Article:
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Energy Performance - The Scottish Proposition

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Energy Performance - The Scottish Proposition

Energy Performance - The Scottish Proposition

You may well have heard about the new Regulations which will be coming into force in England and Wales in 2018.

Us Scots are slightly ahead on this front as the Assessment of Energy Performance of Non-domestic Buildings (Scotland) Regulations 2016 (slightly wordy title!) came into force on 1 September 2016 following the Scottish Government’s commitment to improve energy performance and reduce emissions in respect of non-domestic buildings.

From 1 September 2016, under the new regulations, all owners of non-domestic buildings sold or leased in Scotland with a floor area exceeding 1,000 square metres (10,763.9 square feet), must produce a valid EPC and prepare and produce an “Action Plan” (AP) at the point of marketing to any prospective buyer or tenant.

Do the Regulations apply to all properties?

Many properties, whether sold or leased, are exempt from the new Scottish Regulations. The Regulations don’t apply to:

  • Buildings with a floor area of 1,000 square metres or less
  • Buildings which have been constructed in accordance with a building warrant applied for on or after 4 March 2002
  • Buildings to which qualifying energy improvements have been (at any time) carried out under a Scottish government funded “Green Deal” repayment plan
  • Buildings which do not currently need an EPC and are exempt from obtaining one under regulation 4(a) of the Energy Performance of Buildings (Scotland) Regulations 2008. An EPC is not required for:
    a) temporary buildings (with a planned time of use of two years or less)
    b) workshops
    c) non-residential agricultural buildings with a low energy demand
    d) stand-alone buildings with a total floor area of less than 50 square metres which are not dwellings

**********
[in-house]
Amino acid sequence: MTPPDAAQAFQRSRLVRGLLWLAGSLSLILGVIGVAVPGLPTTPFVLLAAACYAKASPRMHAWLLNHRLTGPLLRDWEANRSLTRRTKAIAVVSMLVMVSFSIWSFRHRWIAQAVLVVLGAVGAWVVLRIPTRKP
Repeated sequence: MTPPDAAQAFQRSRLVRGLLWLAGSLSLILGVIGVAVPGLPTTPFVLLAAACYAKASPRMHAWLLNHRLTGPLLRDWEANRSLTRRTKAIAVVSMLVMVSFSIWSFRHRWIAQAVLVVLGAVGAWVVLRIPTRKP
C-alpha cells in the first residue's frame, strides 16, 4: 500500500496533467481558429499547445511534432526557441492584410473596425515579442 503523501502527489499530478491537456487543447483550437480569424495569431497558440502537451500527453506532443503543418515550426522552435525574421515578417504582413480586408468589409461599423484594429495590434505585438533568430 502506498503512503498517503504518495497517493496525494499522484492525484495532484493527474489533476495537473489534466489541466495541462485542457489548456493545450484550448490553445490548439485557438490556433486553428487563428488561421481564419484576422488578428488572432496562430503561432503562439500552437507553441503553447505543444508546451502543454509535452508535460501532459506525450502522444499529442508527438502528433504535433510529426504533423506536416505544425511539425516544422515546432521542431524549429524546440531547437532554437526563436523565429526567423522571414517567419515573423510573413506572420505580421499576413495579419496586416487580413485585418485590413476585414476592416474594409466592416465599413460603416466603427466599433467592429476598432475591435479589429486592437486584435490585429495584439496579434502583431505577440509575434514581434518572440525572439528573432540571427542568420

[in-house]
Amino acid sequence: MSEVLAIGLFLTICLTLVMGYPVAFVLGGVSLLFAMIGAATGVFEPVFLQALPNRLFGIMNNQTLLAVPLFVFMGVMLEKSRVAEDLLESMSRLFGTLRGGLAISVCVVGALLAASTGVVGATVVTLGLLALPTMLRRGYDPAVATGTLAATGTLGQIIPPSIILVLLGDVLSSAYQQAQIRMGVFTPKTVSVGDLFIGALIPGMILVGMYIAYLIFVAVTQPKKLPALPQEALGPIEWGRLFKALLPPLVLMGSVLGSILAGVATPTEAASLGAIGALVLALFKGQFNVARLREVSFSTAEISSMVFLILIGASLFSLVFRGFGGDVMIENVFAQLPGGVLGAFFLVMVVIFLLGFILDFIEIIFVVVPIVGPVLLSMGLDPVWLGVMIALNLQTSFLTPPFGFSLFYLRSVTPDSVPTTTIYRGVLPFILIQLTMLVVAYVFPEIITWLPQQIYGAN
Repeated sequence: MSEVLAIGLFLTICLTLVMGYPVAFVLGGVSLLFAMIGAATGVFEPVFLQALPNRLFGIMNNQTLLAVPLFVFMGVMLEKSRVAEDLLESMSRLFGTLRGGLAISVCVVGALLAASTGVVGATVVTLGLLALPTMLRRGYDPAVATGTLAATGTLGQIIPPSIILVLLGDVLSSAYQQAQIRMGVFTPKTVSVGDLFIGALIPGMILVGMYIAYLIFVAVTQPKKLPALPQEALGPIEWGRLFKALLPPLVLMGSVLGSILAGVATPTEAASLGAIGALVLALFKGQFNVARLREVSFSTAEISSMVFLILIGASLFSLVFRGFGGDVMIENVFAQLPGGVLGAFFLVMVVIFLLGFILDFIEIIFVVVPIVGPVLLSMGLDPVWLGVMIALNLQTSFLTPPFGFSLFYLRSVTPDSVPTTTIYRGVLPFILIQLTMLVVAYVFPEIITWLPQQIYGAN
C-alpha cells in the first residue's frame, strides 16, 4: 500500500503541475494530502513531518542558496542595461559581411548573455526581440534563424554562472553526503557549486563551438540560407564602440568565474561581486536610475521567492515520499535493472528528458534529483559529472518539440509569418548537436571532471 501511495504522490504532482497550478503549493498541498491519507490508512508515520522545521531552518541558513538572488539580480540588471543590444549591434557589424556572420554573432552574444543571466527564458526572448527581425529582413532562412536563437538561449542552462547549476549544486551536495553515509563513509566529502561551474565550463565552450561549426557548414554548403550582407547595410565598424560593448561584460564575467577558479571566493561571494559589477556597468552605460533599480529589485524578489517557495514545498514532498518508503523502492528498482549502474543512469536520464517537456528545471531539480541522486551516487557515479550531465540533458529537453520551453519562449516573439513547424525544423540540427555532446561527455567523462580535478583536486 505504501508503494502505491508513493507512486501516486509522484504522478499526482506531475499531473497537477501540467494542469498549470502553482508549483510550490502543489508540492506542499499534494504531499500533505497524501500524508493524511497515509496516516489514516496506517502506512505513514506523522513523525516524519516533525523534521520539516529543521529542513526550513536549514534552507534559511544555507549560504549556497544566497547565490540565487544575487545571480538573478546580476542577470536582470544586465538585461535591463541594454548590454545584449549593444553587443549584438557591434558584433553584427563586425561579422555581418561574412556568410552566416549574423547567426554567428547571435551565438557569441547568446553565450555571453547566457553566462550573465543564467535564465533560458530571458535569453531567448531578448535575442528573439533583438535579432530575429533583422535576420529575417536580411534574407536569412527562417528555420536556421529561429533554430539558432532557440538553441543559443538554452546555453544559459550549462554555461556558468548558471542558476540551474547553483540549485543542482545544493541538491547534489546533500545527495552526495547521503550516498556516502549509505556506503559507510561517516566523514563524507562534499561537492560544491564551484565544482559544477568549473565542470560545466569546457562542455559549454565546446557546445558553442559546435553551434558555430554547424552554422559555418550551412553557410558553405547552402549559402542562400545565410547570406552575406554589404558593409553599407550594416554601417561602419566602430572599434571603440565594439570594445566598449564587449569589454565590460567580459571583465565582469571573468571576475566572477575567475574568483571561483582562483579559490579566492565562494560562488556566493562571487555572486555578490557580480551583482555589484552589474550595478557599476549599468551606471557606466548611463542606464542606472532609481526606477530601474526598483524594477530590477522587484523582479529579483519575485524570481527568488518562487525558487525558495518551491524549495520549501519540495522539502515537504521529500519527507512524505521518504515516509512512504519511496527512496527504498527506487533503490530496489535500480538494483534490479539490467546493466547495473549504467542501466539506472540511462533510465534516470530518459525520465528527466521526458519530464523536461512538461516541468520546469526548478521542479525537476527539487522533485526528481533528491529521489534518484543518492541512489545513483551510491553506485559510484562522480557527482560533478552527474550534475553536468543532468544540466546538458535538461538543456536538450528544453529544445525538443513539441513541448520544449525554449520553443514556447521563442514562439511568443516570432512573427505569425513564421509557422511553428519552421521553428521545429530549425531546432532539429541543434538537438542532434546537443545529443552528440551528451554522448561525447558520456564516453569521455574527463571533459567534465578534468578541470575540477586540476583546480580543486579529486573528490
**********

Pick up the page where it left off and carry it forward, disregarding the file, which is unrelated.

• Lease renewals
  • A single short-term lease where the term is less than 16 weeks
  • Buildings that were marketed before 1 September 2016 and continue to be marketed without any breaks
  • Buildings sold or leased before the construction has completed

If none of the above exemptions apply, the property will be subject to an assessment under the new Regulations and an AP will need to be prepared.

Implementation

The AP is instructed by the owner of the building and is prepared by a “Section 63 Advisor”- an assessor who has demonstrated competence in the assessment procedure in terms of the legislation. Using the data from the EPC, the AP identifies areas for improving the energy performance of the building and what improvement measures need to be carried out to bring the building up to the required standard. The Section 63 Advisor will calculate improvement targets for the building using the following seven prescribed measures:

  • Draught-stripping windows and doors, to reduce heat loss from unwanted ventilation
  • Upgrading lighting controls to include occupancy or photoelectric sensors, if absent
  • Adding central timer controls to the heating system, if absent
  • Adding insulation to any hot-water storage cylinder present, if uninsulated
  • Improving lighting, replacing low efficiency incandescent lamps where present
  • Improving insulation in poorly insulated roofs, where roof space is accessible
  • Replacing the boiler if it is older than 15 years

If no improvement targets are required, the AP is recorded accordingly and lodged with the Scottish EPC Register.